Instant settlement may not be rewarding for everyone
When it comes to settlement times, maybe not everyone in the market feels the need for the fastest speed.
The brief trading restrictions that occurred in January for ‘meme’ stocks like GameStop continue to draw attention to the detail of how quickly stock trading is taking hold in the United States.
Robinhood Markets and others argued that instant or real-time settlement, rather than taking a few days like the current system for stocks, would protect clients by not hitting brokers with huge or sudden cash needs. in clearing houses. Some lawmakers, including at a Senate hearing last week, said faster resolution should be a priority.
However, other players in the financial complex may have complicated feelings on the matter. Like Robinhood, large, established companies could also free up cash and avoid the risk of settlement failure with instant settlement, because in theory there would be no need for locked-in funds to insure against failed settlement. a commercial part to deliver cash or shares. But such a move also has costs.
One thing about deferred settlement that is useful for banks and brokers is what is called various flow clearing. Companies have day traders as clients, but also retirement accounts, fund managers, etc. These transactions can all be offset against each other for a much lower final settlement bill in the current system. According to the Depository Trust & Clearing Corp., of the more than $ 1.7 trillion of U.S. stock trades going through the system on a typical trading day in 2020, at the end of the day, the typical total value settled by the major stock clearinghouse was less than $ 40 billion.
Size could work against big companies if instead those trillions were to change hands throughout the day as deals were agreed. This would require upgrades to payments and other systems, such as the business process for lending and borrowing shares, which is often part of how transactions are settled. Securities financing is a key part of market making and also generates a lot of revenue for lenders, nearly $ 8 billion globally in 2020 by one measure, according to DataLend.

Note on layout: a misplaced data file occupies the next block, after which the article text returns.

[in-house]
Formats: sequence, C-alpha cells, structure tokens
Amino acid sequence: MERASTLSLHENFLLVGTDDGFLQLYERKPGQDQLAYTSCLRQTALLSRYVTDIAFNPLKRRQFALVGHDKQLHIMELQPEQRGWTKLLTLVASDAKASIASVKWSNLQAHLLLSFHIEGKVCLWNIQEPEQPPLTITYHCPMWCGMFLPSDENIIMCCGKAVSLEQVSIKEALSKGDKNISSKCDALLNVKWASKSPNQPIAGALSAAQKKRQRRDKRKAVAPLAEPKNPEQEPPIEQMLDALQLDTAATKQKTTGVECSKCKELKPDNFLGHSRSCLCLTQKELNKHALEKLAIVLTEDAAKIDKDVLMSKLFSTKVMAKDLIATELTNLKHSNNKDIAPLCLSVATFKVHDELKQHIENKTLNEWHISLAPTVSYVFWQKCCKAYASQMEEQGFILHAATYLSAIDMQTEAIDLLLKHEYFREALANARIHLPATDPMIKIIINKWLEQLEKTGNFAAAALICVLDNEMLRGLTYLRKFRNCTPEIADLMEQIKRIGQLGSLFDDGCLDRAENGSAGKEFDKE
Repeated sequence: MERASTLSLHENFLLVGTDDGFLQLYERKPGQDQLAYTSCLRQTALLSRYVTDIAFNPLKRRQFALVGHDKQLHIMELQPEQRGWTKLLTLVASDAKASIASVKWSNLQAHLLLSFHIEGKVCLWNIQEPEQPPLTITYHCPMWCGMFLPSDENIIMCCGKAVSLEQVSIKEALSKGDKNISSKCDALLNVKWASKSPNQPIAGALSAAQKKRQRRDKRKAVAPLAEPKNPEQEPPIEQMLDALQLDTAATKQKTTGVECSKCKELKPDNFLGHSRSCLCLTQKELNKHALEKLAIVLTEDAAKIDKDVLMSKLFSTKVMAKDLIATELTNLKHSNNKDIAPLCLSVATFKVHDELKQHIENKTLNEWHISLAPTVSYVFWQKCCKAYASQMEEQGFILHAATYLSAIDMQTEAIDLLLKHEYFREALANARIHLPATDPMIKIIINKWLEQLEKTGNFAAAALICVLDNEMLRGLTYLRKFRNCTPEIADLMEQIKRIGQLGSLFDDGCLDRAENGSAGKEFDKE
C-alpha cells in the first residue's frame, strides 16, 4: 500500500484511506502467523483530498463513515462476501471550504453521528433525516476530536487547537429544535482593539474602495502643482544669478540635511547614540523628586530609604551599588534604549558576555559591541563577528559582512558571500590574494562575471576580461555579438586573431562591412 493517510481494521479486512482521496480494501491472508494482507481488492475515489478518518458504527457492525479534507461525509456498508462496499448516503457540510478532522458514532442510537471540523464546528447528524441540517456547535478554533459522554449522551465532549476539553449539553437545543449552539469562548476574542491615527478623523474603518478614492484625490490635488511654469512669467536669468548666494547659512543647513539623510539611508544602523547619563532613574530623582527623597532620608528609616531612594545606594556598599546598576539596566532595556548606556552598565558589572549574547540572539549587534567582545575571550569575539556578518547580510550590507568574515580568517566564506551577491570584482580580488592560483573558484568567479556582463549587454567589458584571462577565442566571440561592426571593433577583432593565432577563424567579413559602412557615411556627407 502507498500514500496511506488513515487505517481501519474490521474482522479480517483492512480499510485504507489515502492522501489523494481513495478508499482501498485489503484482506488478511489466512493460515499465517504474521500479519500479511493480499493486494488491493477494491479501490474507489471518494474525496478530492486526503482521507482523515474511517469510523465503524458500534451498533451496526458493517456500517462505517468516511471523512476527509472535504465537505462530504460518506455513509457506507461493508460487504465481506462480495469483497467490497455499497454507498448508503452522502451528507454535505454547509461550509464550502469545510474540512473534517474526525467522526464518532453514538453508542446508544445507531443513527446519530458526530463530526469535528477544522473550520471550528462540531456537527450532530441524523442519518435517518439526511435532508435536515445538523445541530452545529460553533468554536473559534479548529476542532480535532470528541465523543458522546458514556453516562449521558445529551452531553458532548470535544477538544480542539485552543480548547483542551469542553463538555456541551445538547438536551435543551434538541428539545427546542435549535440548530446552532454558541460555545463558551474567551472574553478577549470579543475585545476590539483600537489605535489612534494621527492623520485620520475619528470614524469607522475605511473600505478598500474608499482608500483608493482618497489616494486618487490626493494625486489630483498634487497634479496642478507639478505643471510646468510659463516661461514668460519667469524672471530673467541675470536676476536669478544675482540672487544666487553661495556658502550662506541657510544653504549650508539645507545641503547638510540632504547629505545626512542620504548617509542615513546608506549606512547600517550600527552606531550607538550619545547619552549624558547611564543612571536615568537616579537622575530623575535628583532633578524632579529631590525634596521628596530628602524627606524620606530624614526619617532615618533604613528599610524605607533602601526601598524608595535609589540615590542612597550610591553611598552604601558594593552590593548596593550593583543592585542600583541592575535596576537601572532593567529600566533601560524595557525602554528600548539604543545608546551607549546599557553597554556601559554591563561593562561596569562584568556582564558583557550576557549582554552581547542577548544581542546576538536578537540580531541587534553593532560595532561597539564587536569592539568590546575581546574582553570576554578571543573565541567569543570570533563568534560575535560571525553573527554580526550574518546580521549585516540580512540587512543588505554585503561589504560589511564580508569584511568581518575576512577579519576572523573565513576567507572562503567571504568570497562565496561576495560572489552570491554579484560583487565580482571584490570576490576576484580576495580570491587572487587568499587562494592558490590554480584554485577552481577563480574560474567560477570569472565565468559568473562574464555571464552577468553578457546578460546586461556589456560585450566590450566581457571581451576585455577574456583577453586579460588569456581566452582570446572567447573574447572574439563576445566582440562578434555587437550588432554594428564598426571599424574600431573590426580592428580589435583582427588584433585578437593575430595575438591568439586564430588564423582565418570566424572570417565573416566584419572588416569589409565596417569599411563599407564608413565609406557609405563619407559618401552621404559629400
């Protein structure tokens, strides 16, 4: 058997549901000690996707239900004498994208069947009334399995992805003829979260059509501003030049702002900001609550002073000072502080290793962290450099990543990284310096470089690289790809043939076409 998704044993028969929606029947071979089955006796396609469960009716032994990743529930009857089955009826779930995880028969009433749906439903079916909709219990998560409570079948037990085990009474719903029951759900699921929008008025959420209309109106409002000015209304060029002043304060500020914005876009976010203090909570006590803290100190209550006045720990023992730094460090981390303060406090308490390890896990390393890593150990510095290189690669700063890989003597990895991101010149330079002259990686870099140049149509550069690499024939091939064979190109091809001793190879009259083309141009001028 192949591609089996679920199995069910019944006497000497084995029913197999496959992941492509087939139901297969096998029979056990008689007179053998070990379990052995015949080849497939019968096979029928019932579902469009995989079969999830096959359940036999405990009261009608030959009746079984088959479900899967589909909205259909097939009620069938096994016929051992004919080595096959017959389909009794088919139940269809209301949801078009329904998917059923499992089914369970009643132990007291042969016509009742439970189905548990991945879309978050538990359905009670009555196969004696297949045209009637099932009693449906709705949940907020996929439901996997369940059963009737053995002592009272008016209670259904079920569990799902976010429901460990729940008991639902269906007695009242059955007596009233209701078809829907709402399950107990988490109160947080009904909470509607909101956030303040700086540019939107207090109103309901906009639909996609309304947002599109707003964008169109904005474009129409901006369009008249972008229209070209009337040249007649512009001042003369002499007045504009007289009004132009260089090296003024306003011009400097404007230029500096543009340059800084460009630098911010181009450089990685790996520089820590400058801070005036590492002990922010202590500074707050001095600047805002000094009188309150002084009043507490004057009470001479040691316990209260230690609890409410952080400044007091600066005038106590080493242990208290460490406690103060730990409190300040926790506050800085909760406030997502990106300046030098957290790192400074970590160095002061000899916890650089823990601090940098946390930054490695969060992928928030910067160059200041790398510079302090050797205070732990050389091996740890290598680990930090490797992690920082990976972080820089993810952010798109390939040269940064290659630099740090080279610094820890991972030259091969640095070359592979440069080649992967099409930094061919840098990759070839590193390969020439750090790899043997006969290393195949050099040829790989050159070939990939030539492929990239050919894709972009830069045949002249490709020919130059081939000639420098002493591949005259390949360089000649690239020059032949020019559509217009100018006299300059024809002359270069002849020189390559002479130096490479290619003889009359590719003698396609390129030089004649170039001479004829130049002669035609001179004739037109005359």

Some advocate common ground for now. DTCC has supported moving from the current system, which is a transaction date plus two days, or T + 2, to a faster day, or T + 1. DTCC says this could reduce the volatility portion of margin fees by 41%. Michael Piwowar, former commissioner of the Securities and Exchange Commission and now executive director of the Milken Institute Center for Financial Markets, told the Senate last week that regulators should consider moving to T + 1, but that “real-time regulation is just a bridge. too far at this point.
At present, large companies in particular may not feel a great urgency. Many banks and brokers are currently inundated with cash with virtually nowhere to go, so having to park it in a clearinghouse can be a relatively light burden at this time. Meanwhile, tech budgets are already facing expensive upgrades to consumer software, regulatory compliance systems, and more. “Investing heavily in operations technology would be necessary for faster settlement,” said Virginia O’Shea, industry consultant and founder of Firebrand Research, but “it’s not a revenue-generating part of the business. For many financial institutions.
Some will still argue that today’s spending is justified to move towards the ultimate goal of a largely instantaneous financial system. Technology has evolved to potentially make such an instant exchange possible, perhaps using forms of blockchain. But what is possible is not always probable.
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Appeared in the print edition of March 17, 2021 under the title “Instant Settlement May Not Be Rewarding For All”.